xav.brandao at gmail.com
Mon Dec 11 18:56:07 MST 2017
Thanks a lot for contributing to the debate, and for sharing your story.
Now this is really interesting.
You developed a stove that is, from what I read, highly performing.
You needed to use a lab protocol to develop it, you used the WBT. You say it allowed you to improve the stove, to the level it is today.
“Perhaps the same results could have been achieved without the WBT, but I could not have measured them, so there might have been changes in the stove that made no improvement because I couldn’t test them. A lot of luck would have been involved.”
You could have improved your stove while using another lab protocol. There are other lab protocols allowing to measure the performance without relying on luck, of course there are.
The questions that I think of: were some of the results of the WBT useful, some other misleading? All of them useful? Did you develop and improve your stove thank to, or despite the WBT? Would you have made your stove better with another lab protocol, or worse?
It would be great to compare the way you did the testing with the WBT, and the way you would have done it with another lab protocol. And see how results may have differed.
Can people working with other protocols on the List react?
De : Stoves [mailto:stoves-bounces at lists.bioenergylists.org] De la part de Kirk H.
Envoyé : mardi 12 décembre 2017 02:12
À : Ronal W. Larson; Discussion of biomass cooking stoves
Objet : Re: [Stoves] stove
Ron and All,
I did use the WBT to develop the Wonderwerk 316 stove. It was however only part of the overall testing. Mainly I used it to test changes in the stove intended to get more of the heat produced by the stove to the surface of the pot, and less heat lost out the sides of the stove. I used the same pot/skirt/pot-stand combination through all of this part of the testing, so the WBT showed only the results of the changes in the stove. I was not so concerned about the geometry of the cooking surface because it will change for different uses; pot, frying pan, wok, plancha, or whatever. I was concerned only with getting the most possible heat that is produced by the stove to the cooking surface. Perhaps the same results could have been achieved without the WBT, but I could not have measured them, so there might have been changes in the stove that made no improvement because I couldn’t test them. A lot of luck would have been involved.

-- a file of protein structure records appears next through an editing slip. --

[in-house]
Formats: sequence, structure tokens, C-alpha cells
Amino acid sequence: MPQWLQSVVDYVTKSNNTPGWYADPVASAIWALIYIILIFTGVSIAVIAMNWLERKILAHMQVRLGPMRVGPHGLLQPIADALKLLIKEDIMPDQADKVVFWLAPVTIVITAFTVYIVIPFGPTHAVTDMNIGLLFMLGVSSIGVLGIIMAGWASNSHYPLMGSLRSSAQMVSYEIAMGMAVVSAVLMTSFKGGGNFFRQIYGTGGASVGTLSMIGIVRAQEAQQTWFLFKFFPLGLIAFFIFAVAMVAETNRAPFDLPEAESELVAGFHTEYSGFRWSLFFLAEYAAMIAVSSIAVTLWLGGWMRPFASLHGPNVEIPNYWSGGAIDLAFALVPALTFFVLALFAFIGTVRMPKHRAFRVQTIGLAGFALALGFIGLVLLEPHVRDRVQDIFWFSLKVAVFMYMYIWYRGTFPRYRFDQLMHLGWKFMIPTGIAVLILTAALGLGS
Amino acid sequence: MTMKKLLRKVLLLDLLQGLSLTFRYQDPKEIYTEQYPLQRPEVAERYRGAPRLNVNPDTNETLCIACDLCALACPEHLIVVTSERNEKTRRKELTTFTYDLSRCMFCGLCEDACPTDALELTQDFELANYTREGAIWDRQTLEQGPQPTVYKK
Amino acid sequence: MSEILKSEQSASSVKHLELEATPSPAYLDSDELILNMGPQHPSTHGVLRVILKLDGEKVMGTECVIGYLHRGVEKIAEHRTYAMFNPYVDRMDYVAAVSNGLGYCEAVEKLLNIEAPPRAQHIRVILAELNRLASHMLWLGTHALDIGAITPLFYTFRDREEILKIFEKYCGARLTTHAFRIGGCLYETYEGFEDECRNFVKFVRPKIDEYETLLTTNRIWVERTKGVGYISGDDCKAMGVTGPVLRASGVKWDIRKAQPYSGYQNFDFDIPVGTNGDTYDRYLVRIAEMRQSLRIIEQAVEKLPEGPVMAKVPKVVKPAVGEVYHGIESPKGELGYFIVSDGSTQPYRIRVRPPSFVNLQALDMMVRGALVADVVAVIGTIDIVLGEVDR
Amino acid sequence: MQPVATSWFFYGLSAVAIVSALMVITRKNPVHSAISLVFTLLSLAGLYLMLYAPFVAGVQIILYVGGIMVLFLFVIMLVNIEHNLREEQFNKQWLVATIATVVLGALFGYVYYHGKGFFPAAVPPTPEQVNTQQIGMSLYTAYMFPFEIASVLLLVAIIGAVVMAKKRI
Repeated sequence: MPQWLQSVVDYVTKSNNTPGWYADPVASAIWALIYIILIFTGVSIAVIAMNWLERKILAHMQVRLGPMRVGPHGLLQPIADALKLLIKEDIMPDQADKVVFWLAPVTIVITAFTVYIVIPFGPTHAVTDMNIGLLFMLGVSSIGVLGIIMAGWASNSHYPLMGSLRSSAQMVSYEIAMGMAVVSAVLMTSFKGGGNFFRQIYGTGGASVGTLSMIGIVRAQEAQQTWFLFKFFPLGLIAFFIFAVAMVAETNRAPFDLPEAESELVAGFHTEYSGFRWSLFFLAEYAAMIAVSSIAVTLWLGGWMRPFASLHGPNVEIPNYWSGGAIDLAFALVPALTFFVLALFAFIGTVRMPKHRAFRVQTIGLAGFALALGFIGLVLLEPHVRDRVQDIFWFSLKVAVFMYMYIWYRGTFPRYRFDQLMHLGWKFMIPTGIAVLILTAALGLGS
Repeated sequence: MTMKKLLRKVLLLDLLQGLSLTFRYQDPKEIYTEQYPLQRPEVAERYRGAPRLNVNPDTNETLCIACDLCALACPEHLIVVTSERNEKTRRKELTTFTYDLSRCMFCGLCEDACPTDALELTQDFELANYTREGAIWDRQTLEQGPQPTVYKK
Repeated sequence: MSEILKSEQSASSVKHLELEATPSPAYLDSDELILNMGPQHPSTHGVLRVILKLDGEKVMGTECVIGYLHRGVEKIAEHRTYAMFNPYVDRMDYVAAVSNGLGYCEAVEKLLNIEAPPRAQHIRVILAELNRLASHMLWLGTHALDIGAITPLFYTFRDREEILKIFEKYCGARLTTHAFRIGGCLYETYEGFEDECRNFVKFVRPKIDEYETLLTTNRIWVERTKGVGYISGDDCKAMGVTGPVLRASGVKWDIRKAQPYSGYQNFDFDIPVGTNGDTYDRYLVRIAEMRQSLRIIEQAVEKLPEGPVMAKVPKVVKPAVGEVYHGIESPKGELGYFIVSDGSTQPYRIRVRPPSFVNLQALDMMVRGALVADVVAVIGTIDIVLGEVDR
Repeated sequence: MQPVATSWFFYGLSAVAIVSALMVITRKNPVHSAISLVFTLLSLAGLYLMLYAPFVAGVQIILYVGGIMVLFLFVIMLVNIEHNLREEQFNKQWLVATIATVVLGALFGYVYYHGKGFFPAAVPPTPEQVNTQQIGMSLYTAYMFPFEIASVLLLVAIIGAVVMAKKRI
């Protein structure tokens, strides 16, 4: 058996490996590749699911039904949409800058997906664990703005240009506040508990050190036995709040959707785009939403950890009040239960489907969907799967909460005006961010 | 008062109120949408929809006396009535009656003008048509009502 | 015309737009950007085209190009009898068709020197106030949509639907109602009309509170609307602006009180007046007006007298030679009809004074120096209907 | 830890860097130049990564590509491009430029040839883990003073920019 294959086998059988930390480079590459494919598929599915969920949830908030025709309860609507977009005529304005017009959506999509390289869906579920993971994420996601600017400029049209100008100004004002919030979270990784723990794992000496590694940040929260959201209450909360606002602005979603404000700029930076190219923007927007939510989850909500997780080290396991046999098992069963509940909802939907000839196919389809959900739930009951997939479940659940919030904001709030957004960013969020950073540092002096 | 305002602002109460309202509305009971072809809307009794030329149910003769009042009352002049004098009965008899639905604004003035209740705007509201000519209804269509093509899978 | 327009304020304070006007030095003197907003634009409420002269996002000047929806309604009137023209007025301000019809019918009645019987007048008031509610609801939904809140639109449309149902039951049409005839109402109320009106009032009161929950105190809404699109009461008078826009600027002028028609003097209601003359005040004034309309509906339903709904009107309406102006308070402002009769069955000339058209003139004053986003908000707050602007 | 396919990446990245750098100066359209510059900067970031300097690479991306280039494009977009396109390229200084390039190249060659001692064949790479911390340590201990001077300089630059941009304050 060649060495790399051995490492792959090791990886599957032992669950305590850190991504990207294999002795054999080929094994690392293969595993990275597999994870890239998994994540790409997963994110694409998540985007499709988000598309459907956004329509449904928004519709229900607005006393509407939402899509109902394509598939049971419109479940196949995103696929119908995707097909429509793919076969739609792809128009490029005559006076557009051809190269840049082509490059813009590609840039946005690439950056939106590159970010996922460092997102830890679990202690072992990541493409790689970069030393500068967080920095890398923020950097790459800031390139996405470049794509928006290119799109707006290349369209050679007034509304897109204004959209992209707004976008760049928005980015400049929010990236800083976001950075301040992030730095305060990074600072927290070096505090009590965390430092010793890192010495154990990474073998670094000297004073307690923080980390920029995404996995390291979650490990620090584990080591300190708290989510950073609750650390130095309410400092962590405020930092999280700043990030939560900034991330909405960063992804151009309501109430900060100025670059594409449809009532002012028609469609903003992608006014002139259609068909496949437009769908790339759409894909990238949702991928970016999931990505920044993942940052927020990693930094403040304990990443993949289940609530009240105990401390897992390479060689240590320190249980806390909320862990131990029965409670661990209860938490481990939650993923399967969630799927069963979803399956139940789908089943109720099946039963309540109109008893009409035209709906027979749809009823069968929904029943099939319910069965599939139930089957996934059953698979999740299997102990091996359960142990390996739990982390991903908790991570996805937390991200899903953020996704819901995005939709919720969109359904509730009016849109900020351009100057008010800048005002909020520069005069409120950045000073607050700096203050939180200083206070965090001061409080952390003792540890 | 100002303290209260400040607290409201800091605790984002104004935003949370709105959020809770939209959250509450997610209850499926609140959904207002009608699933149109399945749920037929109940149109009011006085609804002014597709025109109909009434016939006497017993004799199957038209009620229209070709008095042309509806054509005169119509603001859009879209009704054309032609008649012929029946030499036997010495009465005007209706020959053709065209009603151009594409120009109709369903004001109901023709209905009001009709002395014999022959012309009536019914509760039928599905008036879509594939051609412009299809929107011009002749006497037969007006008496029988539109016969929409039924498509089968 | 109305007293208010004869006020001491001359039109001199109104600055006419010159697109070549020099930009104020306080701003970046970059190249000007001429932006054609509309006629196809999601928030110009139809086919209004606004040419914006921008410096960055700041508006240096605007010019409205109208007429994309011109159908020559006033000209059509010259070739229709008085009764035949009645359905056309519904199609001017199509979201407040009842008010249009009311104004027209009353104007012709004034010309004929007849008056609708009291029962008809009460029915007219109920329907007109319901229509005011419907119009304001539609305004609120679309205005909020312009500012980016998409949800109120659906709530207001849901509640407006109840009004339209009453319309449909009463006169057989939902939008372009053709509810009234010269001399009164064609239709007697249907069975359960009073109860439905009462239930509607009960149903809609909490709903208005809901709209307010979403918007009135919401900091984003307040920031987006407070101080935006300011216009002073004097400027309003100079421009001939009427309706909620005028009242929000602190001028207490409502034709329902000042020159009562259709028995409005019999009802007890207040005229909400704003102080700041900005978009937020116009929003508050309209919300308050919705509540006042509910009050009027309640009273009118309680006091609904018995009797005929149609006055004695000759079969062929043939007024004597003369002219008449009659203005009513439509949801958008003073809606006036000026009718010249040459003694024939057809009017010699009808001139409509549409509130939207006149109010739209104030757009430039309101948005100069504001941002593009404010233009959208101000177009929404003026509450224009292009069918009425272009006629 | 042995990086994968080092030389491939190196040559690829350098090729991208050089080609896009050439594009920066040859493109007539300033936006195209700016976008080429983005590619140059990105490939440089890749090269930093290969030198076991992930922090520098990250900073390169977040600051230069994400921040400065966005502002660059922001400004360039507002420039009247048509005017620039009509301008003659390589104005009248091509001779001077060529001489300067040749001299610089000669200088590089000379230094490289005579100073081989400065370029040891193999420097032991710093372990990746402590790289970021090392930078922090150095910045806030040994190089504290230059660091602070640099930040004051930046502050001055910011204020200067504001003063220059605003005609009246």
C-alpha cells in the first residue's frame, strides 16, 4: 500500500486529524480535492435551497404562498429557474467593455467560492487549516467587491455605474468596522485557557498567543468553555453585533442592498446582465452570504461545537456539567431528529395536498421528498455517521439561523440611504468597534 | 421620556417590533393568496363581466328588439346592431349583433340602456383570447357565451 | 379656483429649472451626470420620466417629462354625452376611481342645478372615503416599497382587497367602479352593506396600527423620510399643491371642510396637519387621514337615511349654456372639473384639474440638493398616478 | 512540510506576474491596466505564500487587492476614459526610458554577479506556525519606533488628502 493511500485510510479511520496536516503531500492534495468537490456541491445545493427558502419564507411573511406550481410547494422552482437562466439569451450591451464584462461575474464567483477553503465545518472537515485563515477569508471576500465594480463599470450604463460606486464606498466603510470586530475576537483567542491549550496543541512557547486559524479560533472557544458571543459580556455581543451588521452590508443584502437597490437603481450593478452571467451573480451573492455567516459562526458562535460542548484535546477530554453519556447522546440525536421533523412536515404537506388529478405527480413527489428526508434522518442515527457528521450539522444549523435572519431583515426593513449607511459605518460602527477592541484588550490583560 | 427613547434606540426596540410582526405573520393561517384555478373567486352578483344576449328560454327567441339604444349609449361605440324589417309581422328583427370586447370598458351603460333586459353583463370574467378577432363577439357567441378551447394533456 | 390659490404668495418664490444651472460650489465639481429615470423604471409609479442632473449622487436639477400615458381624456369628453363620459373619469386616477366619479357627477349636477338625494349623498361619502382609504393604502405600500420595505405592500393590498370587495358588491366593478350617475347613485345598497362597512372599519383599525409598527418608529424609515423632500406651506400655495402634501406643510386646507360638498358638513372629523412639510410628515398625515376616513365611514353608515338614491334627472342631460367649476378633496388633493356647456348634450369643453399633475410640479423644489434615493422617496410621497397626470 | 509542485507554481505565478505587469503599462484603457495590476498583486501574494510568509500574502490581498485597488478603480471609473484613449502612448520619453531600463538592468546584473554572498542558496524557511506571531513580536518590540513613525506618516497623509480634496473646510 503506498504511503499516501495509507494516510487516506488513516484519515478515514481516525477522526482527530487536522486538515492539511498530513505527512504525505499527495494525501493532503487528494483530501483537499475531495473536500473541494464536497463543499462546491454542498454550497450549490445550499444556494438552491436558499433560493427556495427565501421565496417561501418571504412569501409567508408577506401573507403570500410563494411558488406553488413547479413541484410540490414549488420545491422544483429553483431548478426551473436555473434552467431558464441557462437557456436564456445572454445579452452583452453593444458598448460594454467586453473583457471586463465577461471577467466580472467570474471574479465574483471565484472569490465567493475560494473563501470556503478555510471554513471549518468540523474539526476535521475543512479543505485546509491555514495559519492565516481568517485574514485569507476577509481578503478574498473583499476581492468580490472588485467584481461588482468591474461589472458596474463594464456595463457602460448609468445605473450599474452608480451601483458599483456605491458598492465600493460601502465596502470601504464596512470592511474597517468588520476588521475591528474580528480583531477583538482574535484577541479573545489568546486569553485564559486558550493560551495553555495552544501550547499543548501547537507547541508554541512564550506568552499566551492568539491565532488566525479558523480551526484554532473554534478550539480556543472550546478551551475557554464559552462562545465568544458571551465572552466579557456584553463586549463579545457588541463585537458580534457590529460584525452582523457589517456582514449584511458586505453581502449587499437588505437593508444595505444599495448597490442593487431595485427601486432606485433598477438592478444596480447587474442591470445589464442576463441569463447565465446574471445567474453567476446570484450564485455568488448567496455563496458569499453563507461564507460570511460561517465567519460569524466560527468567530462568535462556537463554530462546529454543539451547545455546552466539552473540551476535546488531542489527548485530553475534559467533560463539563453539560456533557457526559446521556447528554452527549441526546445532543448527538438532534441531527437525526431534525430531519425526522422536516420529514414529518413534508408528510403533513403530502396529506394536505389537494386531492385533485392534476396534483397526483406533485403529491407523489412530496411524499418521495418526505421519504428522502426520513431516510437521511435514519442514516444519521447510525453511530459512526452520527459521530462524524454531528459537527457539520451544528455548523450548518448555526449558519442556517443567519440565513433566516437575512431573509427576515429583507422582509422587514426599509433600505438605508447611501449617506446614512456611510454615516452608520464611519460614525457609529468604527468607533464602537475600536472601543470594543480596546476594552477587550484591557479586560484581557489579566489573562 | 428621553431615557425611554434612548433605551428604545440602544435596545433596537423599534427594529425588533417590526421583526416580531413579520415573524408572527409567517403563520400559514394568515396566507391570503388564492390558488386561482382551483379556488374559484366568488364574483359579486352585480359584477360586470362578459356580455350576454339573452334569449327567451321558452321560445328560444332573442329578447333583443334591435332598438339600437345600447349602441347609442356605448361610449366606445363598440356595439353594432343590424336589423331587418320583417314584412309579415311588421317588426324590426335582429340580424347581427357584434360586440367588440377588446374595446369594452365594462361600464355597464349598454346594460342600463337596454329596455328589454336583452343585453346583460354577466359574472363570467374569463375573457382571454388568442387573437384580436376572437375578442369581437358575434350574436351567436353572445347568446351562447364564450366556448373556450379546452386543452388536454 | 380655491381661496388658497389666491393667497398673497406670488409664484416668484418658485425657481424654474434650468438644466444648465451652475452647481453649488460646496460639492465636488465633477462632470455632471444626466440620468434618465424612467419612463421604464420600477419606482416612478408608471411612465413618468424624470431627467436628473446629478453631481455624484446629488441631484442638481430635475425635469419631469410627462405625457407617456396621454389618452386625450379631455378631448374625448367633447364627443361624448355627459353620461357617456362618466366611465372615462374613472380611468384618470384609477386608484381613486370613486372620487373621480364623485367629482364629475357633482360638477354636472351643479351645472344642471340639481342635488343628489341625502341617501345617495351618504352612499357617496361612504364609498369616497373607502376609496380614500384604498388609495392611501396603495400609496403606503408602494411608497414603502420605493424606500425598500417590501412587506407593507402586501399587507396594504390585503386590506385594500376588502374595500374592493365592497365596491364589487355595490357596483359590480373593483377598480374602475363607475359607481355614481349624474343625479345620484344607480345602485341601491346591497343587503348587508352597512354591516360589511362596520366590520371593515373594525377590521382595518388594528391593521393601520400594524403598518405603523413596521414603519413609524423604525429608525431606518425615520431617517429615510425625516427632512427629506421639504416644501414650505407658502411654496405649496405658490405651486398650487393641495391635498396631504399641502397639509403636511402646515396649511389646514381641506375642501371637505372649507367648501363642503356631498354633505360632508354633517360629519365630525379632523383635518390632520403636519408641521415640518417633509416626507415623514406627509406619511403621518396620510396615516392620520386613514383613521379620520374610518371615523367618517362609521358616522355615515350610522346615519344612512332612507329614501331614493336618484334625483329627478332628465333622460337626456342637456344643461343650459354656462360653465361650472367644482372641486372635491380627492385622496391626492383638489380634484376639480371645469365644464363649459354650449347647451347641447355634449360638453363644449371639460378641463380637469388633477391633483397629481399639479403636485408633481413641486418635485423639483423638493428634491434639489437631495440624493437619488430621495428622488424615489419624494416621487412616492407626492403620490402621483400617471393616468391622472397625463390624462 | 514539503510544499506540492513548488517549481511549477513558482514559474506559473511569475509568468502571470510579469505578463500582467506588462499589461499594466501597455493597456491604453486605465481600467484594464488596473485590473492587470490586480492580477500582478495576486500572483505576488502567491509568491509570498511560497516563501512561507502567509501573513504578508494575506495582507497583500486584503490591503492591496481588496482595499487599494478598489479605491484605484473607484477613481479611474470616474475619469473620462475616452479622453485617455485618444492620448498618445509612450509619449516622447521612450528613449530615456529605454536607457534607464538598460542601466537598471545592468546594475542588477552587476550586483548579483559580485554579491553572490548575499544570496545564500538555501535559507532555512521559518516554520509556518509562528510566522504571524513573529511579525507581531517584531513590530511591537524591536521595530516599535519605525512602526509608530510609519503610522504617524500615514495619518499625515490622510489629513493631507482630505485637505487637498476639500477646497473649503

This way of using the WBT was only at Aprovecho. At Berkely we were testing the stove as designed at Aprovecho, not making changes.
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From: Ronal W. Larson <mailto:rongretlarson at comcast.net>
Sent: Monday, December 11, 2017 3:32 PM
To: Kirk H. <mailto:gkharris316 at comcast.net>
Subject: Re: stove
The stove list has had a lot of disagreement about the water boiling test (WBT). Can you say that you used that a lot to make iterative improvements? And eventually of course at Apro and Berkeley. Any way that today’s results could have been made without the WBT?
On Dec 11, 2017, at 3:44 PM, Kirk H. <gkharris316 at comcast.net> wrote:
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